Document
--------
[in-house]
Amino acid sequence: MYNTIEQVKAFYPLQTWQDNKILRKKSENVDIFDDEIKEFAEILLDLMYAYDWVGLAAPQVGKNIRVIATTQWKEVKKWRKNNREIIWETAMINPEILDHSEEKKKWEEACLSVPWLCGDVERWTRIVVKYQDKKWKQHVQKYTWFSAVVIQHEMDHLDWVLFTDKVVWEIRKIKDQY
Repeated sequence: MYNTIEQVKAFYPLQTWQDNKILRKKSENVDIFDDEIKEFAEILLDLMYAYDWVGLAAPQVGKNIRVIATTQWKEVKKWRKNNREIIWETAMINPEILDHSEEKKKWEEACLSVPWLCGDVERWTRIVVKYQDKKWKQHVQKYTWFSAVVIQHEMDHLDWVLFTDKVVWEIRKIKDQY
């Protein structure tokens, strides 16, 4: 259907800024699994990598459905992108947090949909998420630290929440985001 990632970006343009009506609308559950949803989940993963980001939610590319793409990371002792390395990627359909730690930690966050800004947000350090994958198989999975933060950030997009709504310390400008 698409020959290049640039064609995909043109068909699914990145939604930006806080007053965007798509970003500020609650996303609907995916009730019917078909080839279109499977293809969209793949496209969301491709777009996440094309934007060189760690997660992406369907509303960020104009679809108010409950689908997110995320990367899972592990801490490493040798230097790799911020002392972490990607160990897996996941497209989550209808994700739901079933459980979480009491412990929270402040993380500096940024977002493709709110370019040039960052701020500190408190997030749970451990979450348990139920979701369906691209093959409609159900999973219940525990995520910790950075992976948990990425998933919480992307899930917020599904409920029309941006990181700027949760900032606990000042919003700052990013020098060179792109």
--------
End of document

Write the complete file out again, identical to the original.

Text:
[in-house]
Amino acid sequence: MYNTIEQVKAFYPLQTWQDNKILRKKSENVDIFDDEIKEFAEILLDLMYAYDWVGLAAPQVGKNIRVIATTQWKEVKKWRKNNREIIWETAMINPEILDHSEEKKKWEEACLSVPWLCGDVERWTRIVVKYQDKKWKQHVQKYTWFSAVVIQHEMDHLDWVLFTDKVVWEIRKIKDQY
Repeated sequence: MYNTIEQVKAFYPLQTWQDNKILRKKSENVDIFDDEIKEFAEILLDLMYAYDWVGLAAPQVGKNIRVIATTQWKEVKKWRKNNREIIWETAMINPEILDHSEEKKKWEEACLSVPWLCGDVERWTRIVVKYQDKKWKQHVQKYTWFSAVVIQHEMDHLDWVLFTDKVVWEIRKIKDQY
């Protein structure tokens, strides 16, 4: 259907800024699994990598459905992108947090949909998420630290929440985001 990632970006343009009506609308559950949803989940993963980001939610590319793409990371002792390395990627359909730690930690966050800004947000350090994958198989999975933060950030997009709504310390400008 698409020959290049640039064609995909043109068909699914990145939604930006806080007053965007798509970003500020609650996303609907995916009730019917078909080839279109499977293809969209793949496209969301491709777009996440094309934007060189760690997660992406369907509303960020104009679809108010409950689908997110995320990367899972592990801490490493040798230097790799911020002392972490990607160990897996996941497209989550209808994700739901079933459980979480009491412990929270402040993380500096940024977002493709709110370019040039960052701020500190408190997030749970451990979450348990139920979701369906691209093959409609159900999973219940525990995520910790950075992976948990990425998933919480992307899930917020599904409920029309941006990181700027949760900032606990000042919003700052990013020098060179792109």